The 3D Printed Paint Chip
I scanned hundreds of dry layered paint pieces at 2400 dpi, capturing details beyond human vision or photography.
This effect of Hyper-
Real representation makes it possible to view the objects found in a new way.
Some compare these images with sculptures, while others compare them with topographic maps.
By zooming in on these small objects, I explored the dimensions and transforms and improved the material quality of these often overlooked objects by highlighting their color, texture and form.
I expanded the scope of the scan and ended the project with a colleague
Planning performance \"shift\" held in Robert C on October 2014
Alfred Turner Gallery, New York
The exhibition consists of 17 pieces of paint chip prints of various sizes.
I am curious if the quality of the sculptures enlarged by these prints can be reproduced in the form of ceramics.
Then, I accompany these prints with small porcelain carvings that are very similar to the actual paint fragments.
I am not happy with the results of the small ceramic sculpture, and I envision the creation of an enlarged, precise replica of paint debris.
I applied for an Alfred research grant for undergraduate students (ARGUS).
I propose to use a CNC router to carve 3D scanned digital files of the paint chip onto the think foam.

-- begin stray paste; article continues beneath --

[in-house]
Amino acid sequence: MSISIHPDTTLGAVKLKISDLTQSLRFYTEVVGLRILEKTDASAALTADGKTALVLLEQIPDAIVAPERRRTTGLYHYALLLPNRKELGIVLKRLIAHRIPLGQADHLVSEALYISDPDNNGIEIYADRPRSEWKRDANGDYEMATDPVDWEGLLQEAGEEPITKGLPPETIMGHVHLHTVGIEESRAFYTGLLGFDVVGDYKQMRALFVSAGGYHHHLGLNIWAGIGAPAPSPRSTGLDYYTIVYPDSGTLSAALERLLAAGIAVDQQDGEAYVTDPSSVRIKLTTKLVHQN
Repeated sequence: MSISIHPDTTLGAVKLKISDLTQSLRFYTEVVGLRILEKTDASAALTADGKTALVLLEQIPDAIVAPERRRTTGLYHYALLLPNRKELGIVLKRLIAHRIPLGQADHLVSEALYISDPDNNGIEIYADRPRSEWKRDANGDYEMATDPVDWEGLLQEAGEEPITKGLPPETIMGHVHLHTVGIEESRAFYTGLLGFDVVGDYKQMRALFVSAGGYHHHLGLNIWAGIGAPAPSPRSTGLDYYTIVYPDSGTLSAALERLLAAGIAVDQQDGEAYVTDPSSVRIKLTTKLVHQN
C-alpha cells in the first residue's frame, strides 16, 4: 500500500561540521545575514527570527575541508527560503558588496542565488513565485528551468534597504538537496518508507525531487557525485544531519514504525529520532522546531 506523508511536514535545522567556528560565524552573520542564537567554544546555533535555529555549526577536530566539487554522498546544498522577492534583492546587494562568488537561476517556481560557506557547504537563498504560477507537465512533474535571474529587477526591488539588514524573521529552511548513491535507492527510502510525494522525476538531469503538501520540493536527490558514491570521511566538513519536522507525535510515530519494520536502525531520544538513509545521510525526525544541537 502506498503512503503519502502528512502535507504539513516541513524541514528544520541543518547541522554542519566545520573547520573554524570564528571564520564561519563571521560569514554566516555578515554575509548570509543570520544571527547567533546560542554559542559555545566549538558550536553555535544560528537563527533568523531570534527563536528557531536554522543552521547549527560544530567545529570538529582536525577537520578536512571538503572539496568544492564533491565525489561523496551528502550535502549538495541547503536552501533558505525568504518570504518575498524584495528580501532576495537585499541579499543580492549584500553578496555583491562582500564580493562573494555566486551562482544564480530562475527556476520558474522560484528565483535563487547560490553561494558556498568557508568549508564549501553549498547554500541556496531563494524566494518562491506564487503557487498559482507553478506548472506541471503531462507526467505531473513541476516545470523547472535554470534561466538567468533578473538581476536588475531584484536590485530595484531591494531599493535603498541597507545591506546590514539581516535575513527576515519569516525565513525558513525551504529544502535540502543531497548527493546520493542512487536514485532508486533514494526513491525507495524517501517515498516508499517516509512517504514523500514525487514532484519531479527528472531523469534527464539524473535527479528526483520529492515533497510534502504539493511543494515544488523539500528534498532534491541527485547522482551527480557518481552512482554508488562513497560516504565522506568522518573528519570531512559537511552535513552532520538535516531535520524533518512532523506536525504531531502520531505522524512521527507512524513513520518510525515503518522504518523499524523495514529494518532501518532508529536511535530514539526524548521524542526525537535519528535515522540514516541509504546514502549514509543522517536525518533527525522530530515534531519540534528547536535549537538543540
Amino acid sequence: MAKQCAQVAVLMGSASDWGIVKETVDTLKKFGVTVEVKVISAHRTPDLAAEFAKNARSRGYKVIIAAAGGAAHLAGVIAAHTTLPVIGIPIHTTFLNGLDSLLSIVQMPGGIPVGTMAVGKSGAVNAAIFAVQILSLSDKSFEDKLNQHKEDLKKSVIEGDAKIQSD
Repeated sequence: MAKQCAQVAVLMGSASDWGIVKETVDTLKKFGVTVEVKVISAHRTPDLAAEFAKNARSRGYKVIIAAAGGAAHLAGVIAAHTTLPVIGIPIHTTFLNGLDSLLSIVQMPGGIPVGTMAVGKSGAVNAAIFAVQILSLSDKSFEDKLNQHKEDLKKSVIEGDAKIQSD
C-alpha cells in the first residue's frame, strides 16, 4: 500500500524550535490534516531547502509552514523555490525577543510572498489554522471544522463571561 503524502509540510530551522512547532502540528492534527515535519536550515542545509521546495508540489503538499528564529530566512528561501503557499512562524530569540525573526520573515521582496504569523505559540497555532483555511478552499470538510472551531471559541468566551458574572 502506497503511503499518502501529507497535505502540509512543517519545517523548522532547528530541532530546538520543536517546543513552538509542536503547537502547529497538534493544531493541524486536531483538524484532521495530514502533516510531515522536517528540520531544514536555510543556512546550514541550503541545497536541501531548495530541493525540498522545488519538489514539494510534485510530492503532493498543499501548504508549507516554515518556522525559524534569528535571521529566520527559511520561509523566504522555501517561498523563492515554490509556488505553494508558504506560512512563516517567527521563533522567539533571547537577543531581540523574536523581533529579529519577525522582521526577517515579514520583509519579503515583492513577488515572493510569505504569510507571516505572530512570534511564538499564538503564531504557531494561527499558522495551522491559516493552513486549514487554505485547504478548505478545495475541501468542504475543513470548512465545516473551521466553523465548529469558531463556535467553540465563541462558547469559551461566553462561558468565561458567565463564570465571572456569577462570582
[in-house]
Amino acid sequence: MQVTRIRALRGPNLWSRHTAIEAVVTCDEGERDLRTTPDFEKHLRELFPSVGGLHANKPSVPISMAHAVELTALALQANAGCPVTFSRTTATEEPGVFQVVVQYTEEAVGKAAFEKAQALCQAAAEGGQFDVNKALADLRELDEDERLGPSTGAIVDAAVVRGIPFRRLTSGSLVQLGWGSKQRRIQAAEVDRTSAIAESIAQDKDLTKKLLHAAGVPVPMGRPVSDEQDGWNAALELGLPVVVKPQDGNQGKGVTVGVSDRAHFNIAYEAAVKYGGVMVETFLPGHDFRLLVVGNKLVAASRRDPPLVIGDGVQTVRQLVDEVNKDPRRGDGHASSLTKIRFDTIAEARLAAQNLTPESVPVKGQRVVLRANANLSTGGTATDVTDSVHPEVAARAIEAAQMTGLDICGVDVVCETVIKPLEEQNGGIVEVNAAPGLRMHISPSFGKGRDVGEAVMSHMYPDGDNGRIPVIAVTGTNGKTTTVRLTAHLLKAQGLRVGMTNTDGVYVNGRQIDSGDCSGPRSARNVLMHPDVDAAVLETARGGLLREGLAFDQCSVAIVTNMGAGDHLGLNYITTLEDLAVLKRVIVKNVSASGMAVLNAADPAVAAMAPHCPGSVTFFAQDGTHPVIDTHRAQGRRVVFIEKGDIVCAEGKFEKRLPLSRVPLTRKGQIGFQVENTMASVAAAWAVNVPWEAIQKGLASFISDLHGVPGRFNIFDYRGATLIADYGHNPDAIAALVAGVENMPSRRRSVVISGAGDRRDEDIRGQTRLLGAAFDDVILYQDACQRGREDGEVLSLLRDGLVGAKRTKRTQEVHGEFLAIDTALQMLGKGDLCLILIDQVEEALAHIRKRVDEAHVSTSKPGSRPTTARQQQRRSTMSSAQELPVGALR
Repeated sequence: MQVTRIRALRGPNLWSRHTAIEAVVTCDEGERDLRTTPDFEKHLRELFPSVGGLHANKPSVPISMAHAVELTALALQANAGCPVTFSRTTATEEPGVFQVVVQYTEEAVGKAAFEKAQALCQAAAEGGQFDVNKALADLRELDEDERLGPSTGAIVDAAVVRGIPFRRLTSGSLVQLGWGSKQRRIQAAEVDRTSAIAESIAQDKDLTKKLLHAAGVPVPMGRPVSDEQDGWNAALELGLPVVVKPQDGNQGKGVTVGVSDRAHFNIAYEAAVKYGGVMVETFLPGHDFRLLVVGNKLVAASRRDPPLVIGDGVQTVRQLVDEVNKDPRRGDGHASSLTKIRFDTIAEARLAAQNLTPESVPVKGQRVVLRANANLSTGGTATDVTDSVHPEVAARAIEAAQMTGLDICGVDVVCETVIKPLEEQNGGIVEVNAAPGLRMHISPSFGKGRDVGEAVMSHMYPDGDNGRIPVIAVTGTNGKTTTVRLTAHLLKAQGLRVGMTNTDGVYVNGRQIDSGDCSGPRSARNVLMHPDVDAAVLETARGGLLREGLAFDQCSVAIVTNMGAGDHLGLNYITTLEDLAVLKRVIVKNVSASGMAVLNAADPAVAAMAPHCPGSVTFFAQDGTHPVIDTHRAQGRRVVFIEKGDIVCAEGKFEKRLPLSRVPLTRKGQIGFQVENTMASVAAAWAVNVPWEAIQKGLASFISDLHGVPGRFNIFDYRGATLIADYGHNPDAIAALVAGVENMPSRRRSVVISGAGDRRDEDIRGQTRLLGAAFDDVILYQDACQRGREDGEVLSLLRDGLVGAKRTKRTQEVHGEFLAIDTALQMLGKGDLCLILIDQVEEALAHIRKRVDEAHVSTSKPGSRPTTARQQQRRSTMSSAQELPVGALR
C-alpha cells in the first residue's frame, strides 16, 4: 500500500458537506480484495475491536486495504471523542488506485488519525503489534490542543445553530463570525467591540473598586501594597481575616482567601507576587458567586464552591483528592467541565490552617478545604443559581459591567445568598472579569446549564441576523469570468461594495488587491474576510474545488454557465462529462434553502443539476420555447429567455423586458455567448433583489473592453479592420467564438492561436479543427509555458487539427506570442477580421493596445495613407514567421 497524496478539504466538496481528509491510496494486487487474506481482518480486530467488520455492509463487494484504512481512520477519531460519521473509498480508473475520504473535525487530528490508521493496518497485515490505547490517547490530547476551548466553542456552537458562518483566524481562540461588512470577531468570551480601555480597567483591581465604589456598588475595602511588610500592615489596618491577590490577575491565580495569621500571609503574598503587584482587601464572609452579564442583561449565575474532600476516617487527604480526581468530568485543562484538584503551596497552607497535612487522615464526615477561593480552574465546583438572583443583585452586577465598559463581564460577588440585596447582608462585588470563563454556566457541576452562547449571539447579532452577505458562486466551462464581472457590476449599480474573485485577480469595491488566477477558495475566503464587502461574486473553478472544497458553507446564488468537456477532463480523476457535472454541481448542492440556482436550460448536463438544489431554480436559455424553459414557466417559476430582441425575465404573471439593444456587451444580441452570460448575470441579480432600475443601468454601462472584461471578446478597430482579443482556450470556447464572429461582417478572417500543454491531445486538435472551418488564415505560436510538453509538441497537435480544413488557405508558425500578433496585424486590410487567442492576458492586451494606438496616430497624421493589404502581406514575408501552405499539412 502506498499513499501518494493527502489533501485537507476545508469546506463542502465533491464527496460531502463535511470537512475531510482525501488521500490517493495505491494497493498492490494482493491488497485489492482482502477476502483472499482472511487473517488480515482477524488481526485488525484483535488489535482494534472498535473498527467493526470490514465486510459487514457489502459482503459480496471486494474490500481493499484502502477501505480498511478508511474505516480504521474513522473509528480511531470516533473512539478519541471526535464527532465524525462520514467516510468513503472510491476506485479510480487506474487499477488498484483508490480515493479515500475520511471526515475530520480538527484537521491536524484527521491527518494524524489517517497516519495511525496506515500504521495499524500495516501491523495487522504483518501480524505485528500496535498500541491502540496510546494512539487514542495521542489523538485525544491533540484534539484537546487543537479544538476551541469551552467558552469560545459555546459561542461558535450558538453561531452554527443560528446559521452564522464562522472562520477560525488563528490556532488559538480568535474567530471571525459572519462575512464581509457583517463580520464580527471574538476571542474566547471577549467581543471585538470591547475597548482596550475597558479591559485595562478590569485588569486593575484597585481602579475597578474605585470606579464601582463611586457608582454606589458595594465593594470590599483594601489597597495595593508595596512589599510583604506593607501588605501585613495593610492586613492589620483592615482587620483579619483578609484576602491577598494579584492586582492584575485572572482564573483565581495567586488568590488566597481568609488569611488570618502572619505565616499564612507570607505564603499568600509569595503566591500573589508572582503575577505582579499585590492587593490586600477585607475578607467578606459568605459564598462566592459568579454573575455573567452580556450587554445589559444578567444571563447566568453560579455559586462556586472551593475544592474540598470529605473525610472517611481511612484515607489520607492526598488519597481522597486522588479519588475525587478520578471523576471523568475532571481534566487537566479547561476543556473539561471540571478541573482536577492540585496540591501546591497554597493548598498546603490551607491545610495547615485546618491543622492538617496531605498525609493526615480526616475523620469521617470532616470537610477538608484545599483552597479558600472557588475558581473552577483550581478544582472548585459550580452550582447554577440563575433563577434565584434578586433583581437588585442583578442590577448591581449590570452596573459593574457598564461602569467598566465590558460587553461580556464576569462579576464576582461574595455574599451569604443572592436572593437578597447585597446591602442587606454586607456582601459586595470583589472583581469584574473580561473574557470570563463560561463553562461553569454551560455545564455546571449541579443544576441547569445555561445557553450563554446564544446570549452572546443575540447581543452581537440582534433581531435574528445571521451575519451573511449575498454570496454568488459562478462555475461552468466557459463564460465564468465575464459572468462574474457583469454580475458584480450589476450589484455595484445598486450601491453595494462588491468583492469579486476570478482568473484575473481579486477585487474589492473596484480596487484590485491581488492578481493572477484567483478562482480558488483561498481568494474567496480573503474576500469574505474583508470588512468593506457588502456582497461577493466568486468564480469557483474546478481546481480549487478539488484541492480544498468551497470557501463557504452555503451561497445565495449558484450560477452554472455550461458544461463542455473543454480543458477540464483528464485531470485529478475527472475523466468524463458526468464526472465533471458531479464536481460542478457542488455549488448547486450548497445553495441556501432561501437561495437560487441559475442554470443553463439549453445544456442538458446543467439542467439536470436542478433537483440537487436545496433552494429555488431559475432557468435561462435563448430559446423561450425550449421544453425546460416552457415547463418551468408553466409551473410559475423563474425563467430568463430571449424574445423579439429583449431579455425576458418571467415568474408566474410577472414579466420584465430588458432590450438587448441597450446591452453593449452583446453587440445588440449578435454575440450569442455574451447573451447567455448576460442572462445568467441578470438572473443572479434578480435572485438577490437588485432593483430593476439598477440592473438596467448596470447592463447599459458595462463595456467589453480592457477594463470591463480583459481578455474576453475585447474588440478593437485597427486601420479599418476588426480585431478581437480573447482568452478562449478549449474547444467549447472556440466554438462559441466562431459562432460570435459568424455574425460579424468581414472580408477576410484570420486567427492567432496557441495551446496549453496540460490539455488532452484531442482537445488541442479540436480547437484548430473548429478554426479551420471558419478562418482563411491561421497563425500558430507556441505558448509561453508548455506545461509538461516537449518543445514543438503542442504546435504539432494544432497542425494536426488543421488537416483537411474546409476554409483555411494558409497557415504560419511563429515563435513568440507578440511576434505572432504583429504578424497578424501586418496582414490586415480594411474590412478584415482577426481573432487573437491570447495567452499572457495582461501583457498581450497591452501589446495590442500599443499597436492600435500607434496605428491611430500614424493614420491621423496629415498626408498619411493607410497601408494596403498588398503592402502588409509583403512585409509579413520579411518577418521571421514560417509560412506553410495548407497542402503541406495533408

Then I can make the traditional cast mold with carved foam.
The last step of my process is to layer the colored slip bar into the mold.
This will allow the liquid clay to present an exact replica of the object.
I envision the final work as a floating wall sculpture that unfolds around 3\'x2.
I got enough money to fund my idea, however, unexpected changes have taken place in my process as I am not allowed to use a CNC router without taking up a specific corse
I ended up using a 3D scanner, Stratasys Fortus 250mc printer, and a 3D System Z 450 printer found in the McMahon Hall of the University of Alfred.
The 3D Systems Z 450 printer converts the information of the scanned object to in ABS (
Due to this change in the material, I can convert the more durable ABS part into the plaster mold I want.
My research showed me that the technology of the 3D digital manufacturing lab at the University of Alfred could not capture the details of my plan.
Every step of the 3D modeling and rapid prototyping process reduces resolution to the extent that information is limited to simplifying the terrain.
So the final steps of my vision are still uncertain.
If I could use a scanner to get tiny details (
For example, the optical topographic map scan uses 35-
Mm oral camera based on photographic system)
Or have been trained to use a CNC router, I will be able to retrieve more accurate replication, and my vision of copying paint chips may be successful.
Although the result proves that the final execution of the conversion paint chip is not successful, the retrieved information can be viewed to enhance and redirect the creative process.
Events that do not execute my project, instead indicate the path to be explored and may re-
This is an exciting and unique perspective for me.
I was attracted to this kind of survey because it gave me an opportunity to share the skills I gained and to communicate new findings in the process of simulation and digital output.
My current goal is to tap the potential of art and expand my research on material transformation.